The New York Times
By: Nancy Folbre
January 18, 2010
Nancy Folbre is an economics professor at the University of Massachusetts, Amherst.
Most families with kids prioritize spending on them. The public sector doesn't. In fact, it's pretty hard to figure out exactly what the government spends on children compared to what it spends on other age groups, like the elderly.
It's even harder to figure out why we spend the way we do.
A new fact sheet detailing public expenditures on children in the United States has just been added to a growing inventory of Brookings Institution and Urban Institute reports on this topic.
Two salient patterns emerge. First, public spending on children amounts to about 2.2 percent of the gross domestic product. By comparison, we spend about 5.3 percent of G.D.P. on the elderly.
Second, public spending per child goes up after children reach age 6, despite considerable research showing that younger children enjoy especially significant benefits from early-childhood education.
Largely as a result of differences in public subsidies, full-time, year-round child care for young children costs more than public university tuition in 44 states.
Evidence also suggests that young children are particularly vulnerable to the effects of poverty. Yet 19 percent of children in the United States lived in poverty in 2009.
Parents continue to bear most of the costs of rearing the next generation, while the elderly reap significant benefits -- whether they have helped raise children or not. Children grow up to become working-age adults paying the taxes that help finance Social Security and Medicare.
Of course, working-age adults hope to grow old and take advantage of those benefits as well. But the ratio of the taxes we pay to the benefits we receive over the life cycle depends in part on the relative size of different age groups, as well as the evolution of public policies and the rate of economic growth.
Comparisons of spending on different age cohorts sometimes elicit concerns about "intergenerational warfare." But ignoring distributional conflicts doesn't make them go away.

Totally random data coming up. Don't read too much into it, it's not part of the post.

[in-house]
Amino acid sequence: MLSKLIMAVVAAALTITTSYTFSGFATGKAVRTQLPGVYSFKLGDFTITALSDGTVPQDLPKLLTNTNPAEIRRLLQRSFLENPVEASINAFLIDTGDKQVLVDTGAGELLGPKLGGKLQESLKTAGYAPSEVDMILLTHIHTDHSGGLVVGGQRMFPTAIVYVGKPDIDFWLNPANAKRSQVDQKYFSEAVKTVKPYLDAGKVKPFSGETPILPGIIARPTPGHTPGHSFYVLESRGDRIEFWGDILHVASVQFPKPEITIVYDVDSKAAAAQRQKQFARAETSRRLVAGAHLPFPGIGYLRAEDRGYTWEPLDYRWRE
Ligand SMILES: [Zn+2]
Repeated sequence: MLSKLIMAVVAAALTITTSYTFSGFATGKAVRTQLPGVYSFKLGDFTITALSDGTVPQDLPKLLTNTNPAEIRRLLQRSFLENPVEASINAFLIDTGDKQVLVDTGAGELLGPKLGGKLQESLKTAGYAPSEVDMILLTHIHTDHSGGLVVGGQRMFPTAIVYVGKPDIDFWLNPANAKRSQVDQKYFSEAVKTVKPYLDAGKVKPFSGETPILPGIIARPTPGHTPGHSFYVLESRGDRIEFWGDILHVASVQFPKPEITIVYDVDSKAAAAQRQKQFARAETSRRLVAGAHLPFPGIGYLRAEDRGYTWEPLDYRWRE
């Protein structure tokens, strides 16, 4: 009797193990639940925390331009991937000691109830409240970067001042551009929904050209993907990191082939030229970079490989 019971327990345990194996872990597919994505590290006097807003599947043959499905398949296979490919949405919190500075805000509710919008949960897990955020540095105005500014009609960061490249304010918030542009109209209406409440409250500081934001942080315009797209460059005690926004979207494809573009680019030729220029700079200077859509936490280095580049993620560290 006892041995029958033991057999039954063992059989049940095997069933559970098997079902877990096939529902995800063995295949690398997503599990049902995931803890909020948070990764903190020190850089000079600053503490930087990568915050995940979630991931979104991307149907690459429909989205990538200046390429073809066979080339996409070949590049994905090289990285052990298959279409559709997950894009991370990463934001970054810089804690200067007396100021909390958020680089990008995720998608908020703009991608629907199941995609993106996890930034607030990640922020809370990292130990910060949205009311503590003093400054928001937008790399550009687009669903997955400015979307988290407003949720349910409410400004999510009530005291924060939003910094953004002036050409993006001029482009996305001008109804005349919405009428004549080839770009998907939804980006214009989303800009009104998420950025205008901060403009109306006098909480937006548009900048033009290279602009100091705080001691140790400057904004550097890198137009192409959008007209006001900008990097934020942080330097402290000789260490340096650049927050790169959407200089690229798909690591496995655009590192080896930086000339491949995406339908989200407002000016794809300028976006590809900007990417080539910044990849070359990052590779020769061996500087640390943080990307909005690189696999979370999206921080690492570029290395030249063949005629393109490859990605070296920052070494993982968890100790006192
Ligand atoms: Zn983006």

More serious thinking about both current and potential conflicts could help us negotiate better solutions to them.
Children can't effectively advocate for themselves, because they don't wield votes, much less send their own lobbyists to K Street. By the time they grow up, it's too late to influence the policies that partly determine their own success in adulthood.
In Germany, concerns about the under-representation of the young have generated proposals to amend the constitution, lower the voting age to include teenagers, and give parents additional votes on behalf of their young children.
Teenagers and parents might not always use such votes well, but isn't some representation better than none?
In the United States, the racial-ethnic differences may weaken commitments to public spending on children. Census projections for 2010 show that non-Hispanic whites represent only about 55 percent of the population under 18, compared to 80 percent of the population 65 and older.
But precisely because our tax system redistributes income over the life cycle, we all have a stake in improving the productivity of the younger generation.
You can't create human capital without creating and nurturing, as well as educating, little humans.
Why not modify our national income accounts to label both private and public expenditures on children as investment, rather than as consumption?
This could help move discussions of spending on children into mainstream economic debate. It could also encourage more consideration of how the costs and benefits of investments in children should be distributed.
As recent critiques of gross domestic product emphasize, the success of our economy depends largely on the ways in which we define success.
In other words, it's the accounting, stupid.